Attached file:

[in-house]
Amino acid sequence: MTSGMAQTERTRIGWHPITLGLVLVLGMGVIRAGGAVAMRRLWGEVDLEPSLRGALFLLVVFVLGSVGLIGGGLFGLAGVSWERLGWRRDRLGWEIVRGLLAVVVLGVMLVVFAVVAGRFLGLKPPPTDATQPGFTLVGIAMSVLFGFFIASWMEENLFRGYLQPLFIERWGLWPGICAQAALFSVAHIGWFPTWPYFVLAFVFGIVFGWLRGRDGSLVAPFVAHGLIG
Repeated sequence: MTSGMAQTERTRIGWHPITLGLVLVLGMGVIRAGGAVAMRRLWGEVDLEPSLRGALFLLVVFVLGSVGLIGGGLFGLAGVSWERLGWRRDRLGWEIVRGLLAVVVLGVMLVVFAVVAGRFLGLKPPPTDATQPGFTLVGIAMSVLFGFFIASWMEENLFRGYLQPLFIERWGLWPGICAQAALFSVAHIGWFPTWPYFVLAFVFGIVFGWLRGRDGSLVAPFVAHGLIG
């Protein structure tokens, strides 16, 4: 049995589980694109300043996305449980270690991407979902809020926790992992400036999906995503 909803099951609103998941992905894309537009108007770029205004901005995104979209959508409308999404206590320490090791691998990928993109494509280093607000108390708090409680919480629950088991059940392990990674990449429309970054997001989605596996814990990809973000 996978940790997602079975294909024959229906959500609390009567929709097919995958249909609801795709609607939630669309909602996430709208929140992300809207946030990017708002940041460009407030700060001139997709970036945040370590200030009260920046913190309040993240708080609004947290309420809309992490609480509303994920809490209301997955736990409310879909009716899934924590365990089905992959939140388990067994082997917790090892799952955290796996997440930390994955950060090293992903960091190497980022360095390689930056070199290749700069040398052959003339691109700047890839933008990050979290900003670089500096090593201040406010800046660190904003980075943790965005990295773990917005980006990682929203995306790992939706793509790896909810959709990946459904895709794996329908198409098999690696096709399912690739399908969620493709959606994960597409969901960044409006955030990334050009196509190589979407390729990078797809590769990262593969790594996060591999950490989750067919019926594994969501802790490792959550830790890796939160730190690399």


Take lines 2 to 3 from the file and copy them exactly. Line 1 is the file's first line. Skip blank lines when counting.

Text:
Amino acid sequence: MTSGMAQTERTRIGWHPITLGLVLVLGMGVIRAGGAVAMRRLWGEVDLEPSLRGALFLLVVFVLGSVGLIGGGLFGLAGVSWERLGWRRDRLGWEIVRGLLAVVVLGVMLVVFAVVAGRFLGLKPPPTDATQPGFTLVGIAMSVLFGFFIASWMEENLFRGYLQPLFIERWGLWPGICAQAALFSVAHIGWFPTWPYFVLAFVFGIVFGWLRGRDGSLVAPFVAHGLIG
Repeated sequence: MTSGMAQTERTRIGWHPITLGLVLVLGMGVIRAGGAVAMRRLWGEVDLEPSLRGALFLLVVFVLGSVGLIGGGLFGLAGVSWERLGWRRDRLGWEIVRGLLAVVVLGVMLVVFAVVAGRFLGLKPPPTDATQPGFTLVGIAMSVLFGFFIASWMEENLFRGYLQPLFIERWGLWPGICAQAALFSVAHIGWFPTWPYFVLAFVFGIVFGWLRGRDGSLVAPFVAHGLIG